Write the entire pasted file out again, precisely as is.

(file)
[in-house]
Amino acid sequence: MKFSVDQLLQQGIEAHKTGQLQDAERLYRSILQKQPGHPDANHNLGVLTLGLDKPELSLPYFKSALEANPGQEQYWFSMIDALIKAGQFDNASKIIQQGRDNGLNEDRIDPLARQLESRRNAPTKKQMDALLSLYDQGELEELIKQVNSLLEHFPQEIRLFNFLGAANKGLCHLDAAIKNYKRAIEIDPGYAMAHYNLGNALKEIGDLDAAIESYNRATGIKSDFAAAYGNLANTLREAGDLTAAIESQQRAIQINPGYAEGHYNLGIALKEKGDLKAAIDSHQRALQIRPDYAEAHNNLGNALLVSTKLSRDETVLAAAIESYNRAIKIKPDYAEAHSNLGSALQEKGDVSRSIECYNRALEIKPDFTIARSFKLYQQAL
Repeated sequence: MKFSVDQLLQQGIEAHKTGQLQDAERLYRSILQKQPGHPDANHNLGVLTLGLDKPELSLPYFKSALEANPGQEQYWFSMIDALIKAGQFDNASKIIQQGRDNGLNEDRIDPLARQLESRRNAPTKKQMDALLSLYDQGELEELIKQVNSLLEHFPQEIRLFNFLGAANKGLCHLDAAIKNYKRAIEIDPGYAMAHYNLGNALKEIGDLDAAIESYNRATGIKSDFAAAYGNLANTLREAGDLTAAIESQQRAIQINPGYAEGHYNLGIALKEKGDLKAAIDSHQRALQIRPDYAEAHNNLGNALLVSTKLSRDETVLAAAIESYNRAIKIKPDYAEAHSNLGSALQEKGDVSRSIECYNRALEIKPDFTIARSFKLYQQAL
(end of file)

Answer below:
[in-house]
Amino acid sequence: MKFSVDQLLQQGIEAHKTGQLQDAERLYRSILQKQPGHPDANHNLGVLTLGLDKPELSLPYFKSALEANPGQEQYWFSMIDALIKAGQFDNASKIIQQGRDNGLNEDRIDPLARQLESRRNAPTKKQMDALLSLYDQGELEELIKQVNSLLEHFPQEIRLFNFLGAANKGLCHLDAAIKNYKRAIEIDPGYAMAHYNLGNALKEIGDLDAAIESYNRATGIKSDFAAAYGNLANTLREAGDLTAAIESQQRAIQINPGYAEGHYNLGIALKEKGDLKAAIDSHQRALQIRPDYAEAHNNLGNALLVSTKLSRDETVLAAAIESYNRAIKIKPDYAEAHSNLGSALQEKGDVSRSIECYNRALEIKPDFTIARSFKLYQQAL
Repeated sequence: MKFSVDQLLQQGIEAHKTGQLQDAERLYRSILQKQPGHPDANHNLGVLTLGLDKPELSLPYFKSALEANPGQEQYWFSMIDALIKAGQFDNASKIIQQGRDNGLNEDRIDPLARQLESRRNAPTKKQMDALLSLYDQGELEELIKQVNSLLEHFPQEIRLFNFLGAANKGLCHLDAAIKNYKRAIEIDPGYAMAHYNLGNALKEIGDLDAAIESYNRATGIKSDFAAAYGNLANTLREAGDLTAAIESQQRAIQINPGYAEGHYNLGIALKEKGDLKAAIDSHQRALQIRPDYAEAHNNLGNALLVSTKLSRDETVLAAAIESYNRAIKIKPDYAEAHSNLGSALQEKGDVSRSIECYNRALEIKPDFTIARSFKLYQQAL